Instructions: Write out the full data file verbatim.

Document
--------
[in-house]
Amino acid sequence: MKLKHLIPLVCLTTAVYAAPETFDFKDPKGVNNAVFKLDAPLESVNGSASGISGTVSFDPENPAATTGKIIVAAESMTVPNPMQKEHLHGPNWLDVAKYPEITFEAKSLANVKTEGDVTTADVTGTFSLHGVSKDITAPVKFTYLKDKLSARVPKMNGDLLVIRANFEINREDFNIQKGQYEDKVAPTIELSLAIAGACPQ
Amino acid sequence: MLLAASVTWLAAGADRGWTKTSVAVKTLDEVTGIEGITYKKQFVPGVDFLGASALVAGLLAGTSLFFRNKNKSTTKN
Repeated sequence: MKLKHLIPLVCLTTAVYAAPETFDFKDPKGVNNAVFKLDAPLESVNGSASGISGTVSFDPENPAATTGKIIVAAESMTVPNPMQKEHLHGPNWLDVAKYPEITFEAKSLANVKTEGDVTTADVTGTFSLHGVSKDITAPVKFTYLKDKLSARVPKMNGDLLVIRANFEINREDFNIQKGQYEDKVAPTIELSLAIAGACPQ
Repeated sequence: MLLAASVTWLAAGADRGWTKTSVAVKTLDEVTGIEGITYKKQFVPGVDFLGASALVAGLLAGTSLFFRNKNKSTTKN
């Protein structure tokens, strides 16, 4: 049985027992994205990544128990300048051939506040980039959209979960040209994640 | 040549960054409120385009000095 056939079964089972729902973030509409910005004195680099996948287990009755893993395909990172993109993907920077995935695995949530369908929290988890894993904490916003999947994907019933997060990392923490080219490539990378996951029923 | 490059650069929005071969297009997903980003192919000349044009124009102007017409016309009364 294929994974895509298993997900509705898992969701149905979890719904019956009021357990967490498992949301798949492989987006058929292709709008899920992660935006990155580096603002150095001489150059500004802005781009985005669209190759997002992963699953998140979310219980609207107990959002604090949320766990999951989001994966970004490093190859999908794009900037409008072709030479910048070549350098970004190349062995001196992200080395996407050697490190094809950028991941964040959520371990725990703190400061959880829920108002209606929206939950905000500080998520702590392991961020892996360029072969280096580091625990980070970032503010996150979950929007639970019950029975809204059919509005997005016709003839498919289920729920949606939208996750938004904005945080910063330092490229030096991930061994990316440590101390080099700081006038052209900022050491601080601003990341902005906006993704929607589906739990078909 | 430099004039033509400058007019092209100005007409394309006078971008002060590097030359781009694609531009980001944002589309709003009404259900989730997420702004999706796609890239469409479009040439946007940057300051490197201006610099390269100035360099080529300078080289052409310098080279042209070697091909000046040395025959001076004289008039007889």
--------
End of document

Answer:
[in-house]
Amino acid sequence: MKLKHLIPLVCLTTAVYAAPETFDFKDPKGVNNAVFKLDAPLESVNGSASGISGTVSFDPENPAATTGKIIVAAESMTVPNPMQKEHLHGPNWLDVAKYPEITFEAKSLANVKTEGDVTTADVTGTFSLHGVSKDITAPVKFTYLKDKLSARVPKMNGDLLVIRANFEINREDFNIQKGQYEDKVAPTIELSLAIAGACPQ
Amino acid sequence: MLLAASVTWLAAGADRGWTKTSVAVKTLDEVTGIEGITYKKQFVPGVDFLGASALVAGLLAGTSLFFRNKNKSTTKN
Repeated sequence: MKLKHLIPLVCLTTAVYAAPETFDFKDPKGVNNAVFKLDAPLESVNGSASGISGTVSFDPENPAATTGKIIVAAESMTVPNPMQKEHLHGPNWLDVAKYPEITFEAKSLANVKTEGDVTTADVTGTFSLHGVSKDITAPVKFTYLKDKLSARVPKMNGDLLVIRANFEINREDFNIQKGQYEDKVAPTIELSLAIAGACPQ
Repeated sequence: MLLAASVTWLAAGADRGWTKTSVAVKTLDEVTGIEGITYKKQFVPGVDFLGASALVAGLLAGTSLFFRNKNKSTTKN
């Protein structure tokens, strides 16, 4: 049985027992994205990544128990300048051939506040980039959209979960040209994640 | 040549960054409120385009000095 056939079964089972729902973030509409910005004195680099996948287990009755893993395909990172993109993907920077995935695995949530369908929290988890894993904490916003999947994907019933997060990392923490080219490539990378996951029923 | 490059650069929005071969297009997903980003192919000349044009124009102007017409016309009364 294929994974895509298993997900509705898992969701149905979890719904019956009021357990967490498992949301798949492989987006058929292709709008899920992660935006990155580096603002150095001489150059500004802005781009985005669209190759997002992963699953998140979310219980609207107990959002604090949320766990999951989001994966970004490093190859999908794009900037409008072709030479910048070549350098970004190349062995001196992200080395996407050697490190094809950028991941964040959520371990725990703190400061959880829920108002209606929206939950905000500080998520702590392991961020892996360029072969280096580091625990980070970032503010996150979950929007639970019950029975809204059919509005997005016709003839498919289920729920949606939208996750938004904005945080910063330092490229030096991930061994990316440590101390080099700081006038052209900022050491601080601003990341902005906006993704929607589906739990078909 | 430099004039033509400058007019092209100005007409394309006078971008002060590097030359781009694609531009980001944002589309709003009404259900989730997420702004999706796609890239469409479009040439946007940057300051490197201006610099390269100035360099080529300078080289052409310098080279042209070697091909000046040395025959001076004289008039007889």